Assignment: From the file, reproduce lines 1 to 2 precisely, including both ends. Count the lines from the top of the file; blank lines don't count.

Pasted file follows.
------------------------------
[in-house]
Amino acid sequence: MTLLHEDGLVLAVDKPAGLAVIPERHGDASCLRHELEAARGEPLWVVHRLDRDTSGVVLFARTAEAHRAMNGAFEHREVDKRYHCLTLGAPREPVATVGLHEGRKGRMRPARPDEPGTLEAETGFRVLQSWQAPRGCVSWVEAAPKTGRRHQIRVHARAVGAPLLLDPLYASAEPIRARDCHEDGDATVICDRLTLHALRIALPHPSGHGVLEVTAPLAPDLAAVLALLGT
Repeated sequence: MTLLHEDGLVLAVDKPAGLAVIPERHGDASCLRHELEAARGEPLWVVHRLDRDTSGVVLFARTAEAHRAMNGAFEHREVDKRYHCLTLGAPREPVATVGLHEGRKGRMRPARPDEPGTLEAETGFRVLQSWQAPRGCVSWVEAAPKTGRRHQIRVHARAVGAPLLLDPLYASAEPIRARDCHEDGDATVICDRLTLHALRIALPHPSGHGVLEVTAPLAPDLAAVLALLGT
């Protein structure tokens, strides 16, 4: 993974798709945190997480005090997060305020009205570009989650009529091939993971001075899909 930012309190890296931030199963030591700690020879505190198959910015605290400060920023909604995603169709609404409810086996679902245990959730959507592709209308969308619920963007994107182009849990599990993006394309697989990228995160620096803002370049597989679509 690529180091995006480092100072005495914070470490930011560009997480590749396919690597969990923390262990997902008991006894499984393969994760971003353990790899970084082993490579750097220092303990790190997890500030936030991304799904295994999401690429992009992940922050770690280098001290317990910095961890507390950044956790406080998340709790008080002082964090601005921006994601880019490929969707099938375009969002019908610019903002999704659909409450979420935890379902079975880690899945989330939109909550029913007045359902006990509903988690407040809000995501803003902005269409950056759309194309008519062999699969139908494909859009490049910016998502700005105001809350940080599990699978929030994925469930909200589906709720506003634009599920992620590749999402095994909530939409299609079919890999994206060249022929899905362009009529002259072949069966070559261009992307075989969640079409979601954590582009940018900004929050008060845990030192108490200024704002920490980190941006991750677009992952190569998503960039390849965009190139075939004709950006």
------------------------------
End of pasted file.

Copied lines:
[in-house]
Amino acid sequence: MTLLHEDGLVLAVDKPAGLAVIPERHGDASCLRHELEAARGEPLWVVHRLDRDTSGVVLFARTAEAHRAMNGAFEHREVDKRYHCLTLGAPREPVATVGLHEGRKGRMRPARPDEPGTLEAETGFRVLQSWQAPRGCVSWVEAAPKTGRRHQIRVHARAVGAPLLLDPLYASAEPIRARDCHEDGDATVICDRLTLHALRIALPHPSGHGVLEVTAPLAPDLAAVLALLGT